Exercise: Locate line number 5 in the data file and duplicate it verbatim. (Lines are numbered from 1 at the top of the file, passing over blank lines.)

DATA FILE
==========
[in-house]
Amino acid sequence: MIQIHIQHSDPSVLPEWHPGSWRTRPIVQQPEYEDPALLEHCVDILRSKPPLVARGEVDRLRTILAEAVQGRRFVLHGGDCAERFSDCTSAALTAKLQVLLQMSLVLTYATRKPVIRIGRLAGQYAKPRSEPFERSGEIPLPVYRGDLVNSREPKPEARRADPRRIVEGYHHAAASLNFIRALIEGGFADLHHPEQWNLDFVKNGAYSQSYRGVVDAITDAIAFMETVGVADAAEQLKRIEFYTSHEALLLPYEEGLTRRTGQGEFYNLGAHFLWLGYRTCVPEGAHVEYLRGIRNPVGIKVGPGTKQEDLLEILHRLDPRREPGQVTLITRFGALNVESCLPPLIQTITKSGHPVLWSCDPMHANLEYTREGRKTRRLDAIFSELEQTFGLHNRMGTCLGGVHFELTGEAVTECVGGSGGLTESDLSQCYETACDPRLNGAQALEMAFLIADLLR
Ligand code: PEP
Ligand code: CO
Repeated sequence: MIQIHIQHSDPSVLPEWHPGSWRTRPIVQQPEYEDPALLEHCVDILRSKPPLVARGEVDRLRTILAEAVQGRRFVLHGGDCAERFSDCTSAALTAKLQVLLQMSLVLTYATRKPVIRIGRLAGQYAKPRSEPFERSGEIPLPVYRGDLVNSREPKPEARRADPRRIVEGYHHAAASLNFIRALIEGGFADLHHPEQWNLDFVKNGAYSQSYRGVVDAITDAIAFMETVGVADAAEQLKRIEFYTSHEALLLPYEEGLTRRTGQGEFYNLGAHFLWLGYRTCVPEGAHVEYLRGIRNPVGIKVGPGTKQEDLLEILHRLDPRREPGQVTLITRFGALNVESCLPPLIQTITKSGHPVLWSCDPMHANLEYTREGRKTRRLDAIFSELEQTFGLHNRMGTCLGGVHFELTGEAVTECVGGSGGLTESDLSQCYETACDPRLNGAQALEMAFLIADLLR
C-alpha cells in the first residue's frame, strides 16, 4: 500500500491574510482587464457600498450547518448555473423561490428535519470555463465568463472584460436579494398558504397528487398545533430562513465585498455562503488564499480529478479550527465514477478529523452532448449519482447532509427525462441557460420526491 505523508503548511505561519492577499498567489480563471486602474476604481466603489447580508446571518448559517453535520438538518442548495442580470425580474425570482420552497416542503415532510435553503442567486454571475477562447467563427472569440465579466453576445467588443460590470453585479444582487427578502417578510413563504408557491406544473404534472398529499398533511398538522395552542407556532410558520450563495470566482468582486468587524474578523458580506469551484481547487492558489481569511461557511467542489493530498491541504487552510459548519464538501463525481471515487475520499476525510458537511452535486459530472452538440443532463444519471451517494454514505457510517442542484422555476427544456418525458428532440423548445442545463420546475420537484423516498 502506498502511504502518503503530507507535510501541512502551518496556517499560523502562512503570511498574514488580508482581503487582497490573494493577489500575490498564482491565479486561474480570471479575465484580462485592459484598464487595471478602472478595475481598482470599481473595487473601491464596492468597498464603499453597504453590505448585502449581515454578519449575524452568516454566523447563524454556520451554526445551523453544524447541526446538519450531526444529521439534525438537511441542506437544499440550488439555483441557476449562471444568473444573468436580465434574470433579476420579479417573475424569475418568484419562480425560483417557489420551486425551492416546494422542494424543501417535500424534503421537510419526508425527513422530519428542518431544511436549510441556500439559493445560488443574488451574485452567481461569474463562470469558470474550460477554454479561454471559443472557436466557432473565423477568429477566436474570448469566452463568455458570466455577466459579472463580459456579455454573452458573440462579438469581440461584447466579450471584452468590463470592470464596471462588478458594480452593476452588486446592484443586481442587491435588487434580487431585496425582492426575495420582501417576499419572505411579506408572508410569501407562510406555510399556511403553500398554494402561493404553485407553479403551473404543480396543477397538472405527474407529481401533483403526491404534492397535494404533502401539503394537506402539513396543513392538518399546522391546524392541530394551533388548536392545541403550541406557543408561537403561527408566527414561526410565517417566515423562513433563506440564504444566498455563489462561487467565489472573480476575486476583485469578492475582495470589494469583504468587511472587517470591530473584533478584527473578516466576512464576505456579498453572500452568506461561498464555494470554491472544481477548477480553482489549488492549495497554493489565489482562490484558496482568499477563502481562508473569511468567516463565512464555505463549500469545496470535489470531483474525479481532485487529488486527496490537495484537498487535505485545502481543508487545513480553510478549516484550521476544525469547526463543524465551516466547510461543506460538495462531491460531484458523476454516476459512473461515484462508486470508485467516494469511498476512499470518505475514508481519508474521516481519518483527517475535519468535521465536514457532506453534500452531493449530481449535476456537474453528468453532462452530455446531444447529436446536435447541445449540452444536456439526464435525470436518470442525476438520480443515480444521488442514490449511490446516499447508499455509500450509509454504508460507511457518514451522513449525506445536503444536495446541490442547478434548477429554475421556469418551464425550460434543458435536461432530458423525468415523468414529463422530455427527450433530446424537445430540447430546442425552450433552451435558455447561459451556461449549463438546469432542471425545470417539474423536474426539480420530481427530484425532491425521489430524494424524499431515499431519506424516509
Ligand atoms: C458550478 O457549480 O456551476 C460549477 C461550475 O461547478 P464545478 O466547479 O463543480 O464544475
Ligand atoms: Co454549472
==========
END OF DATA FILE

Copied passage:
Repeated sequence: MIQIHIQHSDPSVLPEWHPGSWRTRPIVQQPEYEDPALLEHCVDILRSKPPLVARGEVDRLRTILAEAVQGRRFVLHGGDCAERFSDCTSAALTAKLQVLLQMSLVLTYATRKPVIRIGRLAGQYAKPRSEPFERSGEIPLPVYRGDLVNSREPKPEARRADPRRIVEGYHHAAASLNFIRALIEGGFADLHHPEQWNLDFVKNGAYSQSYRGVVDAITDAIAFMETVGVADAAEQLKRIEFYTSHEALLLPYEEGLTRRTGQGEFYNLGAHFLWLGYRTCVPEGAHVEYLRGIRNPVGIKVGPGTKQEDLLEILHRLDPRREPGQVTLITRFGALNVESCLPPLIQTITKSGHPVLWSCDPMHANLEYTREGRKTRRLDAIFSELEQTFGLHNRMGTCLGGVHFELTGEAVTECVGGSGGLTESDLSQCYETACDPRLNGAQALEMAFLIADLLR